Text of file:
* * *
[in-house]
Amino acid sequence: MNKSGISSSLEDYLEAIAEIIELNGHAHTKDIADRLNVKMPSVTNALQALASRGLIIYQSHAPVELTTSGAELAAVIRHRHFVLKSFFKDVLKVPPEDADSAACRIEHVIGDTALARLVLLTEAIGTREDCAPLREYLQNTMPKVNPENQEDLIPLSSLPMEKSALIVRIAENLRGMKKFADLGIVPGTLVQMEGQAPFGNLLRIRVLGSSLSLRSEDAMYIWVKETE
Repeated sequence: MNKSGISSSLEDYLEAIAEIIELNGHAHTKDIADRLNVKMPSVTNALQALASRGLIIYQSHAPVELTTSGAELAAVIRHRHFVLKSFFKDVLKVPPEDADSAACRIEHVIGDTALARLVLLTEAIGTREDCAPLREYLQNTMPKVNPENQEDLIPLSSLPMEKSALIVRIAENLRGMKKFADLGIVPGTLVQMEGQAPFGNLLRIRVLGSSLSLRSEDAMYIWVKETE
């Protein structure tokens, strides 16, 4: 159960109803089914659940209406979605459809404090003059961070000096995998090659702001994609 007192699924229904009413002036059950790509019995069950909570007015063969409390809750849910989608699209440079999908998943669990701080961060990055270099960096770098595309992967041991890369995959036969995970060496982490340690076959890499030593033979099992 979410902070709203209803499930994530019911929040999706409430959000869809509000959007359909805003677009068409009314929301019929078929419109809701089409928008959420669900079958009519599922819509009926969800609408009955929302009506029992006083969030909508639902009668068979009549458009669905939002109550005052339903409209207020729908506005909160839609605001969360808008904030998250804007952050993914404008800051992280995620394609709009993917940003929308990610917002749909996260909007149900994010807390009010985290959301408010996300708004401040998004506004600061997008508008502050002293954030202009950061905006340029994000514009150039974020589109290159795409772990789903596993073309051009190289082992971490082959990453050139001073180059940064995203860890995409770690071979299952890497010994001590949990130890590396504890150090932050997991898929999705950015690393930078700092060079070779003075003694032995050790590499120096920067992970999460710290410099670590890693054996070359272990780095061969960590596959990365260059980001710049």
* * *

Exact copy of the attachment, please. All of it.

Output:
[in-house]
Amino acid sequence: MNKSGISSSLEDYLEAIAEIIELNGHAHTKDIADRLNVKMPSVTNALQALASRGLIIYQSHAPVELTTSGAELAAVIRHRHFVLKSFFKDVLKVPPEDADSAACRIEHVIGDTALARLVLLTEAIGTREDCAPLREYLQNTMPKVNPENQEDLIPLSSLPMEKSALIVRIAENLRGMKKFADLGIVPGTLVQMEGQAPFGNLLRIRVLGSSLSLRSEDAMYIWVKETE
Repeated sequence: MNKSGISSSLEDYLEAIAEIIELNGHAHTKDIADRLNVKMPSVTNALQALASRGLIIYQSHAPVELTTSGAELAAVIRHRHFVLKSFFKDVLKVPPEDADSAACRIEHVIGDTALARLVLLTEAIGTREDCAPLREYLQNTMPKVNPENQEDLIPLSSLPMEKSALIVRIAENLRGMKKFADLGIVPGTLVQMEGQAPFGNLLRIRVLGSSLSLRSEDAMYIWVKETE
């Protein structure tokens, strides 16, 4: 159960109803089914659940209406979605459809404090003059961070000096995998090659702001994609 007192699924229904009413002036059950790509019995069950909570007015063969409390809750849910989608699209440079999908998943669990701080961060990055270099960096770098595309992967041991890369995959036969995970060496982490340690076959890499030593033979099992 979410902070709203209803499930994530019911929040999706409430959000869809509000959007359909805003677009068409009314929301019929078929419109809701089409928008959420669900079958009519599922819509009926969800609408009955929302009506029992006083969030909508639902009668068979009549458009669905939002109550005052339903409209207020729908506005909160839609605001969360808008904030998250804007952050993914404008800051992280995620394609709009993917940003929308990610917002749909996260909007149900994010807390009010985290959301408010996300708004401040998004506004600061997008508008502050002293954030202009950061905006340029994000514009150039974020589109290159795409772990789903596993073309051009190289082992971490082959990453050139001073180059940064995203860890995409770690071979299952890497010994001590949990130890590396504890150090932050997991898929999705950015690393930078700092060079070779003075003694032995050790590499120096920067992970999460710290410099670590890693054996070359272990780095061969960590596959990365260059980001710049």